Teacher workload continues to be a regular fixture in traditional media and social media discussions. Recent coverage has suggested that teachers are leaving the profession in greater numbers than ever, with a Guardian report in April this year claiming that one in five teachers plan to leave teaching within two years, and two fifths in the next five years.
An NEU survey cited within the report (see tinyurl.com/neu-work-19) worryingly found that 40% of respondents predicted they wouldn’t be working in education by 2024. The profession is in the midst of a recruitment and retention crisis.
A long-term trend
These high attrition rates seem to boil down to one thing – work-life balance. Those leaving, or intending to leave the profession point to issues such as excessively long working hours, the amount of administration, increased class sizes, accountability pressures and Ofsted demands, as well as the impact of their work on their health and family life.
This increasing desire among educators to leave teaching might seem like a growing trend, but the statistics and reasons often given are hardly new. During her time as Education Secretary between 2014 and 2016, Nicky Morgan’s response to climbing attrition figures was to initiate a workload-related survey of teachers.
She subsequently established three independent teacher workload review groups to consider ways of eliminating unnecessary workload, which produced reports on marking, planning and teaching resources, and data management.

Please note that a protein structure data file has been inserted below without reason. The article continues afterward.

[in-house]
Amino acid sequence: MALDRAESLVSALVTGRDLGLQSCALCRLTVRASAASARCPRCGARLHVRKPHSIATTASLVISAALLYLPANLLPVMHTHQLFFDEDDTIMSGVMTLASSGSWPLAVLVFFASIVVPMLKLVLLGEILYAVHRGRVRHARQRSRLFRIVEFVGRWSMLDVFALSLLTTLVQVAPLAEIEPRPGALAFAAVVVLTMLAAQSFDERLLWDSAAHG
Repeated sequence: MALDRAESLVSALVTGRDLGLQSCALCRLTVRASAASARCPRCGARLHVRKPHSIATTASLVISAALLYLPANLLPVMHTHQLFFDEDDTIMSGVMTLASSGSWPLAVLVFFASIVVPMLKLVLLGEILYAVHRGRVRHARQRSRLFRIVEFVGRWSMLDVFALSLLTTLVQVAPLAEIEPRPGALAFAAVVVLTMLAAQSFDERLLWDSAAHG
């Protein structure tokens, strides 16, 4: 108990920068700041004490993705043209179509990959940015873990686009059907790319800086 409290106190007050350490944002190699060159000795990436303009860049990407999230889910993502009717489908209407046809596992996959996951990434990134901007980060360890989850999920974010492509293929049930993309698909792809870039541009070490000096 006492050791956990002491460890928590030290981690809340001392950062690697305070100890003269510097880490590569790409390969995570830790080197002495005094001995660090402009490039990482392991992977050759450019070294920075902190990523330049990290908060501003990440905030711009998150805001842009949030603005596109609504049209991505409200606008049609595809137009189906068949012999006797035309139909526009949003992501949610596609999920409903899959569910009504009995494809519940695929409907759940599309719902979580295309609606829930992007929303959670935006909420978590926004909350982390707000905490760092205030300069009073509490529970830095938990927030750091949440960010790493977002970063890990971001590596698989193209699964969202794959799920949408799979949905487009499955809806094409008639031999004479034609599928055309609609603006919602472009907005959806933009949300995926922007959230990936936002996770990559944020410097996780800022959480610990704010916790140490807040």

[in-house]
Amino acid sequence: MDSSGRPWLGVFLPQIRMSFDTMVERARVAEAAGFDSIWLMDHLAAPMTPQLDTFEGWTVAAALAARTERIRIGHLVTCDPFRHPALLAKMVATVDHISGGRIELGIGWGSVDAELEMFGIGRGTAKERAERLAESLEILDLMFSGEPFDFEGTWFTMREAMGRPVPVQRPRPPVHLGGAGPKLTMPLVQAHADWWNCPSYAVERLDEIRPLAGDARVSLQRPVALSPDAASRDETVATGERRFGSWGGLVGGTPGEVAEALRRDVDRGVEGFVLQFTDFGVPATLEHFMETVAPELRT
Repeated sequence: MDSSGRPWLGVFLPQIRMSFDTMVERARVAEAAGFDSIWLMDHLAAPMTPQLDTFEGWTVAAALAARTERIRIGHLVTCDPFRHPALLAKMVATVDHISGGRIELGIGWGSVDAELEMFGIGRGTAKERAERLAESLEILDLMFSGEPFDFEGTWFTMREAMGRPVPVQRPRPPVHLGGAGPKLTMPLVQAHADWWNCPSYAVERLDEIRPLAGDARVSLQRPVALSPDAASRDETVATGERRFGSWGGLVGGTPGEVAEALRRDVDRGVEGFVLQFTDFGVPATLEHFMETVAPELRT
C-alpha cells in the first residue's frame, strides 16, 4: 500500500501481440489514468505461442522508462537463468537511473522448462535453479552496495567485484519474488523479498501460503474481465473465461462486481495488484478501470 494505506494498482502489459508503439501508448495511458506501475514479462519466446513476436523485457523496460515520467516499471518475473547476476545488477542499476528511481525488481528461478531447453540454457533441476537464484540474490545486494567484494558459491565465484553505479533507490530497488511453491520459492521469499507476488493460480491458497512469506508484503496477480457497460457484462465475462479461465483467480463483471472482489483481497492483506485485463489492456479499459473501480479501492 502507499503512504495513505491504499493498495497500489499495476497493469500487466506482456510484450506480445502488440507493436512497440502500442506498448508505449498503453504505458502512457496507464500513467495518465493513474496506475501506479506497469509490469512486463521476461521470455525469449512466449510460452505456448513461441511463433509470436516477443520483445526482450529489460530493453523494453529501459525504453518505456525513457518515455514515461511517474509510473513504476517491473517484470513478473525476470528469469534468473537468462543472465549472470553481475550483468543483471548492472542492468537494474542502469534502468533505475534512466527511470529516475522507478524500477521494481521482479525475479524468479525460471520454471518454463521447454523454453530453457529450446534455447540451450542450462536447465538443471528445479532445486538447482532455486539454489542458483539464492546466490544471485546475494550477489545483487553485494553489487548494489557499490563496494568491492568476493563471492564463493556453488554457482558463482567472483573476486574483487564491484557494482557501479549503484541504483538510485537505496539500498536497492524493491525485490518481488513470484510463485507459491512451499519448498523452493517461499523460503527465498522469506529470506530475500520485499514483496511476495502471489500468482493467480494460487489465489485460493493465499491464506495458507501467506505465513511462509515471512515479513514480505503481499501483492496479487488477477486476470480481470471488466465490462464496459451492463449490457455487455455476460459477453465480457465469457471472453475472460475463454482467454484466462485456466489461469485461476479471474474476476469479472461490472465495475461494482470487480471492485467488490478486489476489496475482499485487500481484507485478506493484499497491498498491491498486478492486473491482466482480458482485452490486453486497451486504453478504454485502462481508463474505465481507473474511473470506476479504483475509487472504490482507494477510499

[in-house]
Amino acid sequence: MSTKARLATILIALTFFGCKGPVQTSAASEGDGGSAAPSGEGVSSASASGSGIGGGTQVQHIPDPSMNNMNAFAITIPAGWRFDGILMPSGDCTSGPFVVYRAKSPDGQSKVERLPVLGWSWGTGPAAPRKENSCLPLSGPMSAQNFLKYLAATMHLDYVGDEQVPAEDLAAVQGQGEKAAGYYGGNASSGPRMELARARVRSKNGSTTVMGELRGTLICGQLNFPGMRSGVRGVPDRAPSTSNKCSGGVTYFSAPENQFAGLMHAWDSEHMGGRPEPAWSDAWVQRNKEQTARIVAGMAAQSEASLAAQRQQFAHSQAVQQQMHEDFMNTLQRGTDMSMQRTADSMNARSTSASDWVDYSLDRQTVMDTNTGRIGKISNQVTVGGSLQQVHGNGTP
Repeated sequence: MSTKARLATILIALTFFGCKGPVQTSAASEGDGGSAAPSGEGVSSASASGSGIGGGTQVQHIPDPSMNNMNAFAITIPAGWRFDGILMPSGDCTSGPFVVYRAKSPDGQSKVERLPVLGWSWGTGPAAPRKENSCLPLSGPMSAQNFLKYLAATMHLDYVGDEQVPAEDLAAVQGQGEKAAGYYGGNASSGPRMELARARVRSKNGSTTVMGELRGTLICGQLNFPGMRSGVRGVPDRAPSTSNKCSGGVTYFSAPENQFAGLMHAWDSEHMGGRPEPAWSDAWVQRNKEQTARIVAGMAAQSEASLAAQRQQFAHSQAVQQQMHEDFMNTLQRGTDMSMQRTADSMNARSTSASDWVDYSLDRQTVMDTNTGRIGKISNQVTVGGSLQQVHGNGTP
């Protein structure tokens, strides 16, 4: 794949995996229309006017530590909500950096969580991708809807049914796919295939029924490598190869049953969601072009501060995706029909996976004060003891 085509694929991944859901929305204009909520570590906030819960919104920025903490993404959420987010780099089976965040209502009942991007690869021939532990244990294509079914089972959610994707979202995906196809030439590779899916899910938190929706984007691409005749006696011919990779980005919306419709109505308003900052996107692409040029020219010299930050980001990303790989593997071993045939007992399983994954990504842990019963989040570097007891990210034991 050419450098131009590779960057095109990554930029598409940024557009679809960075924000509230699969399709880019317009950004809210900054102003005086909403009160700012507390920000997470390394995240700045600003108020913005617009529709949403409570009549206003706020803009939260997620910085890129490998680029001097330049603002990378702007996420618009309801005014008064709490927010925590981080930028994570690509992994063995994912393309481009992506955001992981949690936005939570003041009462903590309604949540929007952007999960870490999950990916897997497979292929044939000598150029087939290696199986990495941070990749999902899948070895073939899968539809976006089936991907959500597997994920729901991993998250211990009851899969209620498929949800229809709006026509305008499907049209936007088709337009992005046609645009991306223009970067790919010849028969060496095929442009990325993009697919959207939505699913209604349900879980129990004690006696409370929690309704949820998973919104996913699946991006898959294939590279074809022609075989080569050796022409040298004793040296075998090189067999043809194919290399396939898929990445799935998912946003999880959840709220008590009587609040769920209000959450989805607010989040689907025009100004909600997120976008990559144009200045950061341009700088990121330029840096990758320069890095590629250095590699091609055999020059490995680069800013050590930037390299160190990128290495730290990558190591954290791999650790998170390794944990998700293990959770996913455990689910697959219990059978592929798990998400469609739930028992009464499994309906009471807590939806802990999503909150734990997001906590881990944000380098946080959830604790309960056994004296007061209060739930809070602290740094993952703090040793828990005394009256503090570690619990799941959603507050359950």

Each report set out a series of recommendations for the DfE, Ofsted, governing boards, school leaders, ITT providers, teachers and researchers, and they remain available on the DfE webpages.
The current Education Secretary, Damian Hinds, has built on this work by developing a workload reduction toolkit for school leaders and a handbook for governing bodies, aimed at supporting schools in enabling a better work-life balance for their staff.
He’s also committed to collating robust evidence on teacher workload every two years and sought to publicise these efforts, as addressing those pressures that have stemmed from the prior focus in inspections on outcomes, associated floor targets and national benchmarks.
There’s clearly been an acknowledgement on the part of government of workload-related challenges currently being faced within and across the sector, and it’s taken visible steps towards providing a framework for addressing these issues.
These moves by government to reduce unnecessary workload should be welcomed. Every effort ought to be made to embrace these measures and engage with the resources and support being offered – and yet, I fear that this will have little impact on the daily working lives of teachers and school leaders, and as such, have only a limited impact on the attrition rates we’re currently seeing in schools.
Why? Because teachers are committed and selfless professionals. Seeing the children for whom they’re responsible achieve is important to teachers; it’s what they strive for. As a result, teachers are constantly looking to do things better – to deliver the perfect lesson, a great set of SATs outcomes, excellent behaviour, a stunning set of exercise books showing significant progress. Teachers aim to be outstanding.